But for sure using some variety of SQL for record based data makes a lot of sense.

          (Of course Core data is hackable on other platforms, as it has SQL (or XML) underlying it. But that doesn't make it a good choice over using SQL directly.)

  • Good old BBC (Score:1, Offtopic)

    by Viol8 ( 599362 )

    Nice to know they always have the most techno literate reporters on speed dial when they need insightful comment on a technology issues like this one with Safari:

    http://www.bbc.co.uk/news/tech... [bbc.co.uk]

    "This would suggest that the problem is caused by a process happening at Apple's data centres rather than a coding error in Safari itself."

    Yes, thats right, the apple data centres are sending special CRASH codes to the browsers, its nothing to do with their being a bug in the browser software, no no no. Fecking idio

    • Re:Good old BBC (Score:4, Informative)

      by ledow ( 319597 ) on Wednesday January 27, 2016 @12:14PM (#51382213) Homepage

      Please explain why yeseterday it worked, today it doesn't.

      On 1/4 of 400 iPads. On every level of iOS from 7 to 9. On iPads updated either today or last month, rebuilt today or last month, restored today or last month, no matter how old the backup restored from. Simultaneously. Suddenly. Today. And only on search suggestions.

      Because, as a programmer, the only thing I can think of is that they are sending some unexpected junk in the search suggestion reply from the Apple server that isn't handled properly by the browser causing a crash.

      Literally, this morning, a load of our pupil's iPads all started crashing on Safari search suggestions no matter how old, how long ago they updated, what iOS level, what apps were installed, or anything else. But they were all working yesterday. And 3/4 of them still work today.

      It's currently suspected that some Apple server from some kind of round-robin response system has flaked out and produced bad responses that are being cached by those iPads. Restore from known-good-working-backup does not fix the problem and the first search suggestion can crash them again.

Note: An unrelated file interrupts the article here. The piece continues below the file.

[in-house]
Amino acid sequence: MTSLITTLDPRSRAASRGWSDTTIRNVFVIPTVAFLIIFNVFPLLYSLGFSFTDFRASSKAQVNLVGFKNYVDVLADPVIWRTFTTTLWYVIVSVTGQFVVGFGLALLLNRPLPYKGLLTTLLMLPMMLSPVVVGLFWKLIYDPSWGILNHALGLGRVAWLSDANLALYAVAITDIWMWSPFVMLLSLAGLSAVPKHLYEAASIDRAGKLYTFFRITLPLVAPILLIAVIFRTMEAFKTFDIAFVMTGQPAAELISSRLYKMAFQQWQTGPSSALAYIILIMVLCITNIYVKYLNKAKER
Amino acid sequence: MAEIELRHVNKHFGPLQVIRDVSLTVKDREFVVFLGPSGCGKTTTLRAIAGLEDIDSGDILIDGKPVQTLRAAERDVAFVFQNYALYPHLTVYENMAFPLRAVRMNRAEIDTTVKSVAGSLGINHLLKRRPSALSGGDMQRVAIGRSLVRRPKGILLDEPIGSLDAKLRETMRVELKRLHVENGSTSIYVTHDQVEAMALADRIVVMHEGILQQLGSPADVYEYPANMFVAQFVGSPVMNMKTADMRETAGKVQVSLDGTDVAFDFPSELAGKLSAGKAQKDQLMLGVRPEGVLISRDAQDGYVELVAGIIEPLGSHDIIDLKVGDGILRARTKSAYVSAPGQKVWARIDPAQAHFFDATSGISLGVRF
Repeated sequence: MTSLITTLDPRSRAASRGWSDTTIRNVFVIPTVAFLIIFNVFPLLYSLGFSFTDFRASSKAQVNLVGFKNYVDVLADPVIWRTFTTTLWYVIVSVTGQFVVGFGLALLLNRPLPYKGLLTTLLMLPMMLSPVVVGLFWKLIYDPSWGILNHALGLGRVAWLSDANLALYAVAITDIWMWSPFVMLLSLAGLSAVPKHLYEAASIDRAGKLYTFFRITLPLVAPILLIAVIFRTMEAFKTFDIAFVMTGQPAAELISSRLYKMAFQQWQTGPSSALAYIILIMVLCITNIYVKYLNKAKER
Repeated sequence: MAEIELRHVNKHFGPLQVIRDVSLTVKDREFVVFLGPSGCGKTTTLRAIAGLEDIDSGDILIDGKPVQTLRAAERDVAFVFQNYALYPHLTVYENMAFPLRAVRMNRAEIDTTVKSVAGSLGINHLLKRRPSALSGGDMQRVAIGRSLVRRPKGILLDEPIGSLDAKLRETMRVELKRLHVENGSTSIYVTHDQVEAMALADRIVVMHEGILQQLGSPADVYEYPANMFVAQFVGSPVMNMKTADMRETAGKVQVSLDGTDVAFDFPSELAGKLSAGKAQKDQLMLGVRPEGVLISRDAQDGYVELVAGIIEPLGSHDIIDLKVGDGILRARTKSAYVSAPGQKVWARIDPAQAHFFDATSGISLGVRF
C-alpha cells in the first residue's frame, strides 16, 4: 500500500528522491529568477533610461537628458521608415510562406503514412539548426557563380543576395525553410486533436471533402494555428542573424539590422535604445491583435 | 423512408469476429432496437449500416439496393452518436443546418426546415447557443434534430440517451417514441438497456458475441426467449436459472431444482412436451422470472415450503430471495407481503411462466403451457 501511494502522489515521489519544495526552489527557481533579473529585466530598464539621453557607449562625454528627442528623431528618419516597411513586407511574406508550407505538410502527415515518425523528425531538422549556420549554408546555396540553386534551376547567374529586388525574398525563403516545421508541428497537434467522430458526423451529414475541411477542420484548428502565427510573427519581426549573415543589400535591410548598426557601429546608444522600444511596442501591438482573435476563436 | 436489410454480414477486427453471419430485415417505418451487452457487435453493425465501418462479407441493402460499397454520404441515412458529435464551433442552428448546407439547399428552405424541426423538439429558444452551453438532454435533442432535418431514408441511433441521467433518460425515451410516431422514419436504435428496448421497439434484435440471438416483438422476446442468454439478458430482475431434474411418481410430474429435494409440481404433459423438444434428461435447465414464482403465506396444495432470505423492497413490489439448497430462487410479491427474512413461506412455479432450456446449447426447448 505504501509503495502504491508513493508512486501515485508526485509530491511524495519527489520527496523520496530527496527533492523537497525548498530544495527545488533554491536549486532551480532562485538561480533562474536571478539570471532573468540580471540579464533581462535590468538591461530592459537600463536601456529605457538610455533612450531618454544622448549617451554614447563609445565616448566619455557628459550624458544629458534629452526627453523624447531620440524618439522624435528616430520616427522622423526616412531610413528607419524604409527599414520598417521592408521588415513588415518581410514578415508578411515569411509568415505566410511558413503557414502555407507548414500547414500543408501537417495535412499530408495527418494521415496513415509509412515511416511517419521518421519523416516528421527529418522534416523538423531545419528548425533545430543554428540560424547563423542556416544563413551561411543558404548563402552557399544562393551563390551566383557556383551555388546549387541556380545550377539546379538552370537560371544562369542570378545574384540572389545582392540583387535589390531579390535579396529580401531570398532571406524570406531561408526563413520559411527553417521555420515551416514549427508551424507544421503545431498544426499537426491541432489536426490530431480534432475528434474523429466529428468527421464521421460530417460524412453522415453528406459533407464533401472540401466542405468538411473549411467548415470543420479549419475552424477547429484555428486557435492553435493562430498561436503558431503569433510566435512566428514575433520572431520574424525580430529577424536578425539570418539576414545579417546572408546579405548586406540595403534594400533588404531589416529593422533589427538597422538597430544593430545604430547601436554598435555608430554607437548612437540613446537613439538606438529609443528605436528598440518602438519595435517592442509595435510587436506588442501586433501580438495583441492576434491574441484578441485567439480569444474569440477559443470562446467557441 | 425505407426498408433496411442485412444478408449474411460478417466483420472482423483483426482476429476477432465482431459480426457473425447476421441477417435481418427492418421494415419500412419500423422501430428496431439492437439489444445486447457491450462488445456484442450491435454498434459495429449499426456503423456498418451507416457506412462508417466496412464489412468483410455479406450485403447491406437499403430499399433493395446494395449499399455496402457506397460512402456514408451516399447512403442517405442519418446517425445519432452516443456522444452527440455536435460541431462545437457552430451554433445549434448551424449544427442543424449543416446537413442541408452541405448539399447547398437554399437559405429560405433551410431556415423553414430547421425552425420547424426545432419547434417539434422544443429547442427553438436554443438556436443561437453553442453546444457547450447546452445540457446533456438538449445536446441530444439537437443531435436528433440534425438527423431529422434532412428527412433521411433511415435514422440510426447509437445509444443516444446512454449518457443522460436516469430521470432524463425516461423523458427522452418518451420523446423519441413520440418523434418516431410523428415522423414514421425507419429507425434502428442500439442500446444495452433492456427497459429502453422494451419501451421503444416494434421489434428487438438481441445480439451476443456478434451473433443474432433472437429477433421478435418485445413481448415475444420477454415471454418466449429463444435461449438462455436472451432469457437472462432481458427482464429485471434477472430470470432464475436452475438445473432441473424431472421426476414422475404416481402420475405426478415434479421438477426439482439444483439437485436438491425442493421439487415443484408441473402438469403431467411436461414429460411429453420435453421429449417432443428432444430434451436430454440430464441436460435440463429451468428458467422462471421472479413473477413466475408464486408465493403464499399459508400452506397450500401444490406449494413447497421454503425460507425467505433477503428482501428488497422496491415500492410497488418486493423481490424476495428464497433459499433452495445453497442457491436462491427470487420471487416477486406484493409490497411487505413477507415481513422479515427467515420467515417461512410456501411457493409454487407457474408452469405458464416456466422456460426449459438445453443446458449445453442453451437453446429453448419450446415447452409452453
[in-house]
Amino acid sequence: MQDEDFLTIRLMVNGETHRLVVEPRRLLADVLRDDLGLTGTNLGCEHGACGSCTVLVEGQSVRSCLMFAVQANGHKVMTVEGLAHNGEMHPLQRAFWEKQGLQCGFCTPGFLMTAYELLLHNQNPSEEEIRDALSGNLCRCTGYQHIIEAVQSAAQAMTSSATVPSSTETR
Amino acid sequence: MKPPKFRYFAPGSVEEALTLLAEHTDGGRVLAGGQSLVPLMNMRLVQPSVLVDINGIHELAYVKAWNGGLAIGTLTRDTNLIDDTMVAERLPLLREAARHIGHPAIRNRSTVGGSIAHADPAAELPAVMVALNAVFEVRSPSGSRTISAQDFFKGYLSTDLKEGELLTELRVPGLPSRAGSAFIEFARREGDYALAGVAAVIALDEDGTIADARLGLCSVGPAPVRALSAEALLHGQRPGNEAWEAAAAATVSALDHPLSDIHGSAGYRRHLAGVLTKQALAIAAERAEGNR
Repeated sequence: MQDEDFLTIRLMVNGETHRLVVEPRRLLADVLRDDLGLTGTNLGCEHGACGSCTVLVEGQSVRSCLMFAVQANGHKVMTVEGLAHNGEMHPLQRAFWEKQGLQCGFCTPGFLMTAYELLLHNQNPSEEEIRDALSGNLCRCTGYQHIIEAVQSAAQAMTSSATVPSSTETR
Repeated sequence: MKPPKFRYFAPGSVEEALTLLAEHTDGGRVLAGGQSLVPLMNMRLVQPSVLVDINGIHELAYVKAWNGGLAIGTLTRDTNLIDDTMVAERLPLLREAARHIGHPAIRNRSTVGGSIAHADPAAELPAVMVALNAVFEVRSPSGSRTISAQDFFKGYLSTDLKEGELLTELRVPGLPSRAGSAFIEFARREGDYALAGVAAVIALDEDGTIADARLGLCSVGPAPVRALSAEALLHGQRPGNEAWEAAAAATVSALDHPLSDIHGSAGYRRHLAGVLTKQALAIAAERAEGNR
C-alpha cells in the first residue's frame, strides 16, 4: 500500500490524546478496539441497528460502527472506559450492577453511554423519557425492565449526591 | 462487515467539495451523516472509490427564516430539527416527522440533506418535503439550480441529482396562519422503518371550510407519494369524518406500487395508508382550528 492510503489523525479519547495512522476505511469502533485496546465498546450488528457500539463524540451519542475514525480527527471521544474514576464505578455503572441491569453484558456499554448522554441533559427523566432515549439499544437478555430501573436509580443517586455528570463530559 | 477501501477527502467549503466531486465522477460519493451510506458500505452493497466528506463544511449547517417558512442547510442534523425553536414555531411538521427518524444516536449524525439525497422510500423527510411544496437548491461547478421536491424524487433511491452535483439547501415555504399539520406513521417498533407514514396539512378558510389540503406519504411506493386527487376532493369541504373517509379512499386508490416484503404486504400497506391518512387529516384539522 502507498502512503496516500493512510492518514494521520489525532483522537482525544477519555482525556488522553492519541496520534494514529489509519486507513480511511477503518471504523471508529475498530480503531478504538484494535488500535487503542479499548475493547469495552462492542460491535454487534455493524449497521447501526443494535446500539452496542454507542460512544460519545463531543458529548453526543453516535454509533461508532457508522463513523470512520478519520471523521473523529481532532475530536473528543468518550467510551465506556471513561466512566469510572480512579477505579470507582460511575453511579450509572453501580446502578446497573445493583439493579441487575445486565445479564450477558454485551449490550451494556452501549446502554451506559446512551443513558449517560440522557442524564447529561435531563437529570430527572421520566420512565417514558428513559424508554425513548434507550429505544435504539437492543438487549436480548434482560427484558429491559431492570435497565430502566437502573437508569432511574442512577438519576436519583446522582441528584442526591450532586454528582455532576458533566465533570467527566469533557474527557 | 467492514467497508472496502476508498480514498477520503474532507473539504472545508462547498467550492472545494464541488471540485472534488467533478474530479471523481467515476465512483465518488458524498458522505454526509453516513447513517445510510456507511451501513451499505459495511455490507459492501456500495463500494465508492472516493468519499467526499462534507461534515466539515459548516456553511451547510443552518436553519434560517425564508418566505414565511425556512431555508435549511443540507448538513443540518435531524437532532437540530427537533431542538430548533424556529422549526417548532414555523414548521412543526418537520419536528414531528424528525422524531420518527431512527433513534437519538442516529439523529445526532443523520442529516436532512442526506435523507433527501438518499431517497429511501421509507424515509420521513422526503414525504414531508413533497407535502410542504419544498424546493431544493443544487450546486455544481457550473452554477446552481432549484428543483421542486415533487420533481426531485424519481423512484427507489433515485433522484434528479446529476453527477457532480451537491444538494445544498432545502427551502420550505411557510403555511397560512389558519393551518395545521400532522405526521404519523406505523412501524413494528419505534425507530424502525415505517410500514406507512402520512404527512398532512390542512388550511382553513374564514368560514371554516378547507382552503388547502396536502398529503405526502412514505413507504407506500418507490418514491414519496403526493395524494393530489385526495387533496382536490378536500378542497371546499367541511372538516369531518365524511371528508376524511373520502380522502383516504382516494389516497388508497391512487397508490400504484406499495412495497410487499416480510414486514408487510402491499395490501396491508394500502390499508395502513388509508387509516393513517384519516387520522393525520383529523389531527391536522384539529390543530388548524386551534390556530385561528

So stop being a smart-arse and research the problem first.

      • by Viol8 ( 599362 )

        "So stop being a smart-arse and research the problem first."

        Not handling a response properly and crashing is a coding bug you clueless fuckwit.

        • And a shit response from the home server is still the primary problem, since if the proper response is sent the application doesn't crash with an unhandled exception.

          Both pieces of software MAY have bugs, but the application being sent shit data before crashing means that the primary problem is on the side sending the shit data. The fact that the client application then crashes exposes a SECONDARY issue, while simultaneously exposing the primary issue, I.E. the shit responses being sent to the client.

  • by Anonymous Coward

    I use DuckDuckDo and haven't experienced this on iOS or OSX! Is the issue Google sabotaging this browser?

  • I have never had Safari crash on me, but I've always been irked by the lack of ability to suppress autoplaying videos. Apple will not give us a Preferences checkbox for doing that, and it it won't support plugins that keep autoplaying videos from starting unless you specifically click on them. I'm assuming that the advertisers are insisting on this as a condition for deigning to give Apple TV some content. In Safari you can prevent all videos from playing by unchecking JavaScript and WebGL, but then you can

    • A lot of people seem to find Chrome better than Safari. But for me, I don't get any further than seeing it's UI and thinking no thanks. It looks like a Windows app.